A feature is a region of interest in a molecular sequence. Features include things like restriction enzyme cut sites, protein secondary structure prediction states, exon positions, regions of motif matches etc.
A vast number of programs generate features in one form or another, leading to a huge number of file formats used for features. The output types range from graphical displays of where restriction enzymes cut, to probabilities of the three states of a protein secondary structure prediction along a sequence, to rigidly defined text tables of the start and end positions of predicted exons or motif matches.
To handle the diversity, EMBOSS, where possible, uses the well defined and flexible feature formats that were developed for the major sequence databases:
EMBL, Genbank, DDBJ
GFF GFF3 format
GFF2 the older and less strict GFF2 format
The feature formats used by EMBOSS are identical to that used in the sequence database formats of the same name, e.g. EMBL feature format is the same as the (subset of the) EMBL sequence database format. This holds true regardless of whether features are written together with their sequence or in a raw feature table (see below).
The support for a set of standard feature formats enables programs to be interoperable; being able to read or write each other's output without the need for file interconversion. As the EMBOSS project matures, the feature formats will become the default way of reporting features. This will also give a consistent look and feel, helping you to compare features in different sequences and from different programs more easily. For descriptions and examples of the supported formats see Section A.2, “Supported Feature Formats”.
The supported feature formats are summarised in the table below. The columns are as follows: Output format (format name), Nuc ("true" indicates nucleotide sequence data may be represented), Pro ("true" indicates protein sequence data may be represented) and Description (short description of the format).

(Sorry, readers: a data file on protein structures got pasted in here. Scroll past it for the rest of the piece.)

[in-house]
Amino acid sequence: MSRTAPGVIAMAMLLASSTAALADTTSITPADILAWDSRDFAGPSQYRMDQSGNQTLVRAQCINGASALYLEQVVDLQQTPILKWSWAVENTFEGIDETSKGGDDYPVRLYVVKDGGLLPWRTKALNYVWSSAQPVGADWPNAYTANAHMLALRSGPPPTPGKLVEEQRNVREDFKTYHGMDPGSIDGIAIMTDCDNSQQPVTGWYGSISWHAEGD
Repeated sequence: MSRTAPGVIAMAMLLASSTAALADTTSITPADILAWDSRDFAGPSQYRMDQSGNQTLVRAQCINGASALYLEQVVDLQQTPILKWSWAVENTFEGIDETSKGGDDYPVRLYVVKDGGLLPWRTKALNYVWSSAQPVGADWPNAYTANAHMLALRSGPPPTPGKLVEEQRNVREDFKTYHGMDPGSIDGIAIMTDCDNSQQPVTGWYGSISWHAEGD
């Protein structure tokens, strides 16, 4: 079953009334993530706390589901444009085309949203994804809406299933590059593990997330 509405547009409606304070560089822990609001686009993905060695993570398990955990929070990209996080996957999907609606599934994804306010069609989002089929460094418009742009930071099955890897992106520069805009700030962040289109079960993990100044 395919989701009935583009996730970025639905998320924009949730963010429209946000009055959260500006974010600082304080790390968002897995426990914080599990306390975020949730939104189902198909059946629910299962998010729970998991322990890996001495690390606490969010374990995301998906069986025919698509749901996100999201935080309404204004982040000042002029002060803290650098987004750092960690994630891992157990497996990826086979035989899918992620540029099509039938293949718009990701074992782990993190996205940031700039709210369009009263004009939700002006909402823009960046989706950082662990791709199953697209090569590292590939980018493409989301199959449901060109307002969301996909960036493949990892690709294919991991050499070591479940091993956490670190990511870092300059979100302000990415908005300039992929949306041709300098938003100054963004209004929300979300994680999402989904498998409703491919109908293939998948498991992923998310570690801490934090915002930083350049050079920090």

|gff2||Yes||Yes||GFF version 1 or 2|
|gff3||Yes||Yes||GFF version 3|
|dasgff||Yes||Yes||DAS GFF format|
|debug||Yes||Yes||Debugging trace of full internal data content|
|gff||Yes||Yes||GFF version 3|
|gff2||Yes||Yes||GFF version 2|
In EMBOSS, a feature is a region of interest in a nucleic or protein sequence and is described by:
Name describing the feature
Start and end position
The sense (in a nucleic sequence)
The reading frame (in a translated nucleic sequence)
Features may also explicitly or implicitly hold the name of the program or database that they are derived from and various other descriptive data (see the EMBOSS Developers Guide).
A feature table is simply a group of features. They are stored in one of three ways:
As part of a sequence file
As part of a database entry
As a raw feature table: a file that does not contain the sequence the features refer to.
Most feature table definitions have a controlled vocabulary, i.e. there is a specified list of feature key names that can be used to label features. This means that a software developer cannot edit feature tables to add in features with new keys. If a feature table is edited, one must stick to the allowed set of feature keys.
Some applications for handling generic sequence features are summarised below (???).
|coderet||Extract CDS, mRNA and translations from feature tables.|
|extractfeat||Extract features from a sequence.|
|maskfeat||Mask off features of a sequence.|
|showfeat||Show features of a sequence.|
|twofeat||Finds neighbouring pairs of features in sequences.|
In addition, the diffseq and seqret applications also handle the feature table of an input sequence.
The Uniform Feature Object or UFO (Section 6.7, “The Uniform Feature Object (UFO)”) is the standard way, used by EMBOSS, of referring to feature input and output files on the command line. A UFO is used to specify a feature file by name and by the format of the features in the file.
Various qualifiers are provided for flexible handling of features on the command line (see Section 6.4, “Datatype-specific Command Line Qualifiers”). These allow you to set such things as file name and format and the region of the sequence containing the features of interest.
For example, the format of input features is specified with
-fformat , where
Format is the name of a supported feature format. Here, embl format is specified:
This could also have been specified in the UFO (Section 6.7, “The Uniform Feature Object (UFO)”) of the output sequence: